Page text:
The National Payments Corporation of India (NPCI) is the umbrella organisation for retail payments in the country. One of the projects it oversees is the RuPay electronic payments system.
Now, the RuPay card seems on its way to challenge the hegemony of Visa and MasterCard, who offer the same service. According to this report in the Economic Times, countries in Asia and Africa may soon enlist the help of NPCI to develop their own payment systems similar to RuPay. Already, the NPCI has hosted delegates from Thailand and Tanzania.
If these projects actually materialise, then the NPCI would not only have strengthened the domestic economic infrastructure of India, but of other countries as well.
In the history of technology, this is the age of the platform. Those who create and own technology platforms, like the RuPay, will walk away with the lion’s share of the economic benefits. This is why Google is valued at $540 billion, Apple at $600 billion and Facebook and Amazon at $360 billion each.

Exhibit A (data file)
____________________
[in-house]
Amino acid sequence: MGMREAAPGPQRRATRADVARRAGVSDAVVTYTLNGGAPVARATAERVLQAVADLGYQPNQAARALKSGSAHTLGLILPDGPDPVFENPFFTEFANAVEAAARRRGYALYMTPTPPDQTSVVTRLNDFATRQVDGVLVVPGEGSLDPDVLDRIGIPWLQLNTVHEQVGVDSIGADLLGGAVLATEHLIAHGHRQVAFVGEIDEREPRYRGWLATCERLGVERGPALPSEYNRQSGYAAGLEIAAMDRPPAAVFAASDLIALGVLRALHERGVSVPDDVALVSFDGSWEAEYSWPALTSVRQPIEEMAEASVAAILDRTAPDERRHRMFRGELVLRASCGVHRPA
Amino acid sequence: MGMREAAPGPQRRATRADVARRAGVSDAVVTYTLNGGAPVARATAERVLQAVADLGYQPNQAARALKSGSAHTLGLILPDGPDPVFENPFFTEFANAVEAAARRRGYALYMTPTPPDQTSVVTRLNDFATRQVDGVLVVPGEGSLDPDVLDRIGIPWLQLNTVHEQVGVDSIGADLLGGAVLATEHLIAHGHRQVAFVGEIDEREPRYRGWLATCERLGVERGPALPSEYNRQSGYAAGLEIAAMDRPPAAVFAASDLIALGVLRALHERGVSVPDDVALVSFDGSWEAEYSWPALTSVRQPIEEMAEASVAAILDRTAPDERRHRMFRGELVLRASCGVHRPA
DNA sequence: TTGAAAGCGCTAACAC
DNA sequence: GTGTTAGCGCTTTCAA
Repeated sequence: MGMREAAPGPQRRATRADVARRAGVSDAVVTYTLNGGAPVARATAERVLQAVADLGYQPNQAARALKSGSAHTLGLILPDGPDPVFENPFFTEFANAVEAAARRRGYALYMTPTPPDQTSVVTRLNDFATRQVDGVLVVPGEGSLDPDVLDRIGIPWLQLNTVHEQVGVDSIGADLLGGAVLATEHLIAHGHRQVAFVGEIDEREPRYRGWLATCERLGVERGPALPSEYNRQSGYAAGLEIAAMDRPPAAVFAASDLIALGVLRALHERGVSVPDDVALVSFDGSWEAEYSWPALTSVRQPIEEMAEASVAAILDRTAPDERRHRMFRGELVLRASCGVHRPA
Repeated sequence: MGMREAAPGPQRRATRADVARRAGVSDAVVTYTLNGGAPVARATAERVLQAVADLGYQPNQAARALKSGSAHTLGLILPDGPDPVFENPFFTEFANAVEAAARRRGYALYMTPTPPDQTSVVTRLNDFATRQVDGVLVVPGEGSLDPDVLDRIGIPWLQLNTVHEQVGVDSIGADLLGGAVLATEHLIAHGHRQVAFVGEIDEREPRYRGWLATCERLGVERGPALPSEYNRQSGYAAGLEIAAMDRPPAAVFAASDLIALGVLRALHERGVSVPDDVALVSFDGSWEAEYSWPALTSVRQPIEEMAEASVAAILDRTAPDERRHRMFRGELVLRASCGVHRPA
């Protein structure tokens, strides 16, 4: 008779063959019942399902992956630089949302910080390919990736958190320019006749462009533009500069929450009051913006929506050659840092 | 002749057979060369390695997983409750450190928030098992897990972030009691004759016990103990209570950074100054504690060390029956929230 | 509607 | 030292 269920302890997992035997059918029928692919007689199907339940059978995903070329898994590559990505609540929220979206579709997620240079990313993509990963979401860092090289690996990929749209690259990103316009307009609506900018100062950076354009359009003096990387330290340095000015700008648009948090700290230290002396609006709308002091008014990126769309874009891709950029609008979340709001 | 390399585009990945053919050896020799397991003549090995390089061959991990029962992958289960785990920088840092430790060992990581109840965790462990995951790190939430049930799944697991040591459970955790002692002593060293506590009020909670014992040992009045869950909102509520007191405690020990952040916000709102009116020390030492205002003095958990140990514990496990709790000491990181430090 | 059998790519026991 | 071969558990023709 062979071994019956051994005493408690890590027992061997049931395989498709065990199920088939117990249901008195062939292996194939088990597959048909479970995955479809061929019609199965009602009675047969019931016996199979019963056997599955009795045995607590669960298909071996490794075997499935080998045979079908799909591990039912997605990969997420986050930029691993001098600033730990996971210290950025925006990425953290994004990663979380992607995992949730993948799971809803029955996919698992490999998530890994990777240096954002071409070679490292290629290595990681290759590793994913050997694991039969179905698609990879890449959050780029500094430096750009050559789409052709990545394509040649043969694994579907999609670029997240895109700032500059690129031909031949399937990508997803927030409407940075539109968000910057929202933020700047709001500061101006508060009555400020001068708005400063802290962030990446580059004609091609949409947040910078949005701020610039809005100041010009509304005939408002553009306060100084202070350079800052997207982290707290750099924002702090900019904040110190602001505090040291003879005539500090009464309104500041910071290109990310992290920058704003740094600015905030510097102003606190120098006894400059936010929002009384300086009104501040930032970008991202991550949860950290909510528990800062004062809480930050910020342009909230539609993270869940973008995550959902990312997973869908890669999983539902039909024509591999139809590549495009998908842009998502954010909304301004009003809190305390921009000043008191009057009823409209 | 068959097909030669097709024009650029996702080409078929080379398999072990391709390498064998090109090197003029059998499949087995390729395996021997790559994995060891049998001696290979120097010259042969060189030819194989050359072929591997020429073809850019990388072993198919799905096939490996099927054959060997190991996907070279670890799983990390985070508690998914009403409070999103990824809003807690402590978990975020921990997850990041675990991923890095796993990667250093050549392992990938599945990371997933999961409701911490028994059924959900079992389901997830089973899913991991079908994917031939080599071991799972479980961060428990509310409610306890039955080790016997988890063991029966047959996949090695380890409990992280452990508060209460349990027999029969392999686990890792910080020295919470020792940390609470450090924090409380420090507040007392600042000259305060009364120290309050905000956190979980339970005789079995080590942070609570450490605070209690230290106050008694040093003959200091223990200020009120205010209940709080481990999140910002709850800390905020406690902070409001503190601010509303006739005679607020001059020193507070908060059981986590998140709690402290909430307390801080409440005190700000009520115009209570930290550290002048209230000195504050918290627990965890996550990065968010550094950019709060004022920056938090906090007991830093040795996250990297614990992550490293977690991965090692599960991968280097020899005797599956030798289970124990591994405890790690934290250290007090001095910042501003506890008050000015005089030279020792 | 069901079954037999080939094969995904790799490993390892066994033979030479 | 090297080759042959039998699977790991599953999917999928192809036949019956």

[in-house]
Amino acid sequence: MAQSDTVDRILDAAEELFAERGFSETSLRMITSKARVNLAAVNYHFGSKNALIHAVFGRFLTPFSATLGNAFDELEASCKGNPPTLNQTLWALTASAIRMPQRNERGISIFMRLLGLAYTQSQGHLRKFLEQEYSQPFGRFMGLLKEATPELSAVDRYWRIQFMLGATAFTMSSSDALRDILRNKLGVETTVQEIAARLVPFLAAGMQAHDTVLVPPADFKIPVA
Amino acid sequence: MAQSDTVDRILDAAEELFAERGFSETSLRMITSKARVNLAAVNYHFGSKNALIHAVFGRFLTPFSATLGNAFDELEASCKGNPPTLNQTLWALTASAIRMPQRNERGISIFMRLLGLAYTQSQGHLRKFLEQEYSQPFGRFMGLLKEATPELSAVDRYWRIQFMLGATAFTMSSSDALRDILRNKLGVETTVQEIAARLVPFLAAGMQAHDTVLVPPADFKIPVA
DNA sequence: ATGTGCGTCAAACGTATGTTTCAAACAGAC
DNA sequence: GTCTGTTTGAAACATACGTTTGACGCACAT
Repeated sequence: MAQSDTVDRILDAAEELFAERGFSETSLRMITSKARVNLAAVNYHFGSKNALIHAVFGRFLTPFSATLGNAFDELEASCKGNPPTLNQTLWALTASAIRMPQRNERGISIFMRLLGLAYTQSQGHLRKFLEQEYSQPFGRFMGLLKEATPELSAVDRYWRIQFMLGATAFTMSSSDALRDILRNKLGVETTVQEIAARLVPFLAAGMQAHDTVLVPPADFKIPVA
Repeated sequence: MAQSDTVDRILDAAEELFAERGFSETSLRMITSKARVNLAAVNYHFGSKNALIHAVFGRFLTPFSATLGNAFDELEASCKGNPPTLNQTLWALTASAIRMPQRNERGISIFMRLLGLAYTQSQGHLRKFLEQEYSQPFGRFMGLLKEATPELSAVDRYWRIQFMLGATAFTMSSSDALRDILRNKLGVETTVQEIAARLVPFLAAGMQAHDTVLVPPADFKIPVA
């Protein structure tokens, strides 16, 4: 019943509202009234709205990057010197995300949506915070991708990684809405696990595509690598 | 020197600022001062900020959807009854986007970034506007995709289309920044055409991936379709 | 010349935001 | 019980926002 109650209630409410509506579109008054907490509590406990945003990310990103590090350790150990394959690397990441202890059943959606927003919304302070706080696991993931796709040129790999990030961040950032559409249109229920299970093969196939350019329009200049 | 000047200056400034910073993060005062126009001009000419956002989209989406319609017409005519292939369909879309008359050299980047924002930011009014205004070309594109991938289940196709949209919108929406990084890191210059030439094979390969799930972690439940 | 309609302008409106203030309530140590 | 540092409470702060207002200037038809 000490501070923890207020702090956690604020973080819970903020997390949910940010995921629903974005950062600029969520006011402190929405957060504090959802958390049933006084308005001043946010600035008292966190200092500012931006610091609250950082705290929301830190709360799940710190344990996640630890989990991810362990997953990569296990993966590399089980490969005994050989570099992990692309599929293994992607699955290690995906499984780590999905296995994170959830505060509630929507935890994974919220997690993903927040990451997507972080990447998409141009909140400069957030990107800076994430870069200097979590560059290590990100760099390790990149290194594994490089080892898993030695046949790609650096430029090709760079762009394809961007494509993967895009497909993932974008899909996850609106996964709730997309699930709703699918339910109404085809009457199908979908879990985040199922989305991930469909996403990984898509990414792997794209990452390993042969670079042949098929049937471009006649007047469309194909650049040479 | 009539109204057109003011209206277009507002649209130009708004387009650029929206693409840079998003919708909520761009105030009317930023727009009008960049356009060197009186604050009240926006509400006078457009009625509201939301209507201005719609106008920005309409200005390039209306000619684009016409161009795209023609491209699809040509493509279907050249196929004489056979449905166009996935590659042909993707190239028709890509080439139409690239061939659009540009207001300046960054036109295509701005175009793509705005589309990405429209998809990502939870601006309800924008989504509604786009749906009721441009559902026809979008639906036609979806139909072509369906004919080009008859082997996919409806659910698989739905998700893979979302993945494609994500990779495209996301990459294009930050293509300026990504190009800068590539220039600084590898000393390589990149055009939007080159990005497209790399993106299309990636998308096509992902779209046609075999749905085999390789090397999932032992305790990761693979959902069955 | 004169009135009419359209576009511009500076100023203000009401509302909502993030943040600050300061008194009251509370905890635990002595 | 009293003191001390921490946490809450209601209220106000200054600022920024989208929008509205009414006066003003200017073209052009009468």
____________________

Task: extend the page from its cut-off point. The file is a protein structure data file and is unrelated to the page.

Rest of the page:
A platform is a compelling technology network that users can’t afford to be without. It enables thousands of other businesses and software developers to attach themselves to it. As users and developers increase, they make the platform even more invincible. Once a platform achieves a critical mass of converts, network effects ensure that it keeps growing.
India and NPCI shouldn’t let go of this chance of leading the way in the creation of payment platforms in developing and middle income countries.
This piece borrows from this article published in Swarajya on 15 September, 2016.